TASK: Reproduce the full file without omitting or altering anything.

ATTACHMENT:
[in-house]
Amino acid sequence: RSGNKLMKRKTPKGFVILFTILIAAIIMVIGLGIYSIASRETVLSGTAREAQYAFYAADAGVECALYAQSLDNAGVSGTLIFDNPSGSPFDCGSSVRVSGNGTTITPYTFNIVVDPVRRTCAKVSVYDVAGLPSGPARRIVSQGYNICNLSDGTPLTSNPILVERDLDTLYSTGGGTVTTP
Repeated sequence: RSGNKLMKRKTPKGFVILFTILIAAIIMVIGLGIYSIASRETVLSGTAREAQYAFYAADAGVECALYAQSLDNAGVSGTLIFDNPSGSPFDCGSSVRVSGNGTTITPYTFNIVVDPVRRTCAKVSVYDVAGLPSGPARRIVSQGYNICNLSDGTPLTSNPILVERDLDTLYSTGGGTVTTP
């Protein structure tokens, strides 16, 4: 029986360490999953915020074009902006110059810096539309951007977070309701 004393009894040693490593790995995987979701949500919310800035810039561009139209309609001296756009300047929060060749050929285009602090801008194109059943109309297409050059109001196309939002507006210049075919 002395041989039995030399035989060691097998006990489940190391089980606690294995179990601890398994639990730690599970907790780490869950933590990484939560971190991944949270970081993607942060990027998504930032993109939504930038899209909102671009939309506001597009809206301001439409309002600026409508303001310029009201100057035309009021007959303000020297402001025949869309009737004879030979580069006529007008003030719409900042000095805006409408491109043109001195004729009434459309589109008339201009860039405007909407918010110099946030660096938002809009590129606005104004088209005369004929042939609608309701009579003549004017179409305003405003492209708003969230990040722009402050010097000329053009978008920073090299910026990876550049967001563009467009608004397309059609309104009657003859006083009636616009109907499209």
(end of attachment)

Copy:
[in-house]
Amino acid sequence: RSGNKLMKRKTPKGFVILFTILIAAIIMVIGLGIYSIASRETVLSGTAREAQYAFYAADAGVECALYAQSLDNAGVSGTLIFDNPSGSPFDCGSSVRVSGNGTTITPYTFNIVVDPVRRTCAKVSVYDVAGLPSGPARRIVSQGYNICNLSDGTPLTSNPILVERDLDTLYSTGGGTVTTP
Repeated sequence: RSGNKLMKRKTPKGFVILFTILIAAIIMVIGLGIYSIASRETVLSGTAREAQYAFYAADAGVECALYAQSLDNAGVSGTLIFDNPSGSPFDCGSSVRVSGNGTTITPYTFNIVVDPVRRTCAKVSVYDVAGLPSGPARRIVSQGYNICNLSDGTPLTSNPILVERDLDTLYSTGGGTVTTP
């Protein structure tokens, strides 16, 4: 029986360490999953915020074009902006110059810096539309951007977070309701 004393009894040693490593790995995987979701949500919310800035810039561009139209309609001296756009300047929060060749050929285009602090801008194109059943109309297409050059109001196309939002507006210049075919 002395041989039995030399035989060691097998006990489940190391089980606690294995179990601890398994639990730690599970907790780490869950933590990484939560971190991944949270970081993607942060990027998504930032993109939504930038899209909102671009939309506001597009809206301001439409309002600026409508303001310029009201100057035309009021007959303000020297402001025949869309009737004879030979580069006529007008003030719409900042000095805006409408491109043109001195004729009434459309589109008339201009860039405007909407918010110099946030660096938002809009590129606005104004088209005369004929042939609608309701009579003549004017179409305003405003492209708003969230990040722009402050010097000329053009978008920073090299910026990876550049967001563009467009608004397309059609309104009657003859006083009636616009109907499209």